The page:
Typical parents are rarely surprised when I tell them Benjamin goes to sleepaway camp–at least not after I clarify that it’s a camp catering specifically to children with special needs.
“It’s really structured,” I’ll explain. “Lots of staff members have special ed degrees and work in the field during the year, and there’s a really high counselor-to-camper ratio.”
While the special ed speak convinces most people (or bores them into believing) that I know exactly what I’m talking about, there is one population I’m not fooling: fellow autism parents.
When I break the news to one of them that we’re shipping our minimally verbal, highly anxious, almost 11-year-old off to camp in another state, I generally get a mouth wide open stare that broadcasts his or her questions, including, but not limited to: How will he fall asleep at night in a strange place with a strange bedtime routine? What happens when he wakes up at 2:30 a.m. for the day? What will he do with no iPad? How will they know what he means/wants/needs? How will you know if he’s miserable? How can you trust the counselors?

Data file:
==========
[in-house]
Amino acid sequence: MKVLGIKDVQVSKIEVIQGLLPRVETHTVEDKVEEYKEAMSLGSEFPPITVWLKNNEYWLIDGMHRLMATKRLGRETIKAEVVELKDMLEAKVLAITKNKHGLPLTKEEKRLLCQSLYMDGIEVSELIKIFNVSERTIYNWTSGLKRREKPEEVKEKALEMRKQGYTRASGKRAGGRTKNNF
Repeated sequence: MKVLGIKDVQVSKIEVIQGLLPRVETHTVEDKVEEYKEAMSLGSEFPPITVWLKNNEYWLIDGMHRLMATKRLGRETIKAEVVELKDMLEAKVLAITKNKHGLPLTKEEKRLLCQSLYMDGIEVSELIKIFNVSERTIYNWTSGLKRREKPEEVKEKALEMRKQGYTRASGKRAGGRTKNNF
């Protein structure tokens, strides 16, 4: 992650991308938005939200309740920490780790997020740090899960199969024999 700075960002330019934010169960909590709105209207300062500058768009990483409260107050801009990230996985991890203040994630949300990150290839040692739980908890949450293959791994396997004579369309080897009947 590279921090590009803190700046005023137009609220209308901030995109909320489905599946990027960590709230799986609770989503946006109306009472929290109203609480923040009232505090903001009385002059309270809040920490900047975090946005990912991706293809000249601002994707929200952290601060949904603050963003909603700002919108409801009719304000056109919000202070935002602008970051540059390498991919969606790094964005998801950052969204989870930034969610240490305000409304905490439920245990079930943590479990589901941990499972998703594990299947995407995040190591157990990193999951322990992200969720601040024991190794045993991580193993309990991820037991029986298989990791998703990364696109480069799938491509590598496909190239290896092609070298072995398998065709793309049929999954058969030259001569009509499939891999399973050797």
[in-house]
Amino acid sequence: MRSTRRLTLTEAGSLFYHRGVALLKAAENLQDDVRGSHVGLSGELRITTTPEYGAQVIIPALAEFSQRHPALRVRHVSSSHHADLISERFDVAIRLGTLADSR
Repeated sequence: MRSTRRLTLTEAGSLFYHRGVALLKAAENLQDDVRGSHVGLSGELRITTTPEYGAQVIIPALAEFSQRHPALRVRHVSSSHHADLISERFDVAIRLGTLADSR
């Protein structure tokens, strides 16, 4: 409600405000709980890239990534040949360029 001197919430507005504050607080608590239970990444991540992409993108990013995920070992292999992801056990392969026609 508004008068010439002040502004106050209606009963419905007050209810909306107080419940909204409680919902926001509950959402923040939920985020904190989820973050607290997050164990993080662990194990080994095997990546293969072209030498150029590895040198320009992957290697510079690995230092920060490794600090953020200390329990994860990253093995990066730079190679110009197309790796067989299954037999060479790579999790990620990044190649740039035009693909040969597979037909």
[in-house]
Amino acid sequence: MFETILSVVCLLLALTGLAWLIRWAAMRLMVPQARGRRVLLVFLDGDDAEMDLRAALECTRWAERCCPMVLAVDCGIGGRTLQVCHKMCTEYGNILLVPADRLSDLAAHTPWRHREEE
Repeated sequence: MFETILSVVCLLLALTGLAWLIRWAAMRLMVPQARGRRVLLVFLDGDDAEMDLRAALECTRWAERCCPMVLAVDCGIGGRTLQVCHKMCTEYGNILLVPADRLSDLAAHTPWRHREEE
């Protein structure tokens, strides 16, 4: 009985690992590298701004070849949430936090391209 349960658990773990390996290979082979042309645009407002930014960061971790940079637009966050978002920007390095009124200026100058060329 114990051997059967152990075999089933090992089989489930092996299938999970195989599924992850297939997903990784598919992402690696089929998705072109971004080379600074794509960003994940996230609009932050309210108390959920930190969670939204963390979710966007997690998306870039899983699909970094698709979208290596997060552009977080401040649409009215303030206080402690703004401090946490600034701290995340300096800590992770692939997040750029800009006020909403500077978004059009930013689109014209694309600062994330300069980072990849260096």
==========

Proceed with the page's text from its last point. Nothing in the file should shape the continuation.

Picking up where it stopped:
I do not find this judge-y. I get it. Our kids, many of whom (like Benjamin) can’t tell us when they’re sad, scared, lonely, or hurt, are extremely vulnerable. Many of our kids have anxiety, aggressive behaviors, and a dangerous habit of running away. They depend on people who understand and love them–namely us, plus maybe a family member or a trusted therapist or two–to do so many things for them. And we depend on constant contact–in the form of face-to-face meetings and home notes–for a clear picture of what happens during the hours they spend away from us at school.
So, yes, sending Benjamin to camp again (this will be his second summer) is terrifying. But here’s what I tell people when they want to know why we do it anyway:
1. Did I mention the highly qualified staff and great staff-to-camper ratio? They run a tight ship over there–one with visual schedules, behavior plans, and trained, patient professionals.
2. Benjamin is always up for outdoor activities, and camp has plenty of that. Ropes courses! Boating! Swimming! Hiking! All the stuff most kids love about camp (unless you’re like me, who hated sports and the icky lake and prayed for rainy days filled with endless Spit games, but Benjamin, thank goodness, is not like me).
3. There might be a time when Benjamin does not live with us, and I don’t want his first time being away from home to happen in his 20s. This is good practice.
4. While I’m sensitive to Benjamin’s need for familiar routines, it’s also important (says his therapists) to change things up. Busting him out of his environment will help him learn to be more flexible.
5. We get a break. That might sound mean and awful, but parents who send their typical kids to sleepaway camp say it all the time, so I guess it’s fine if we do, too.
Now there’s just one person who still isn’t convinced camp is a crazy idea: me. But I’m getting there.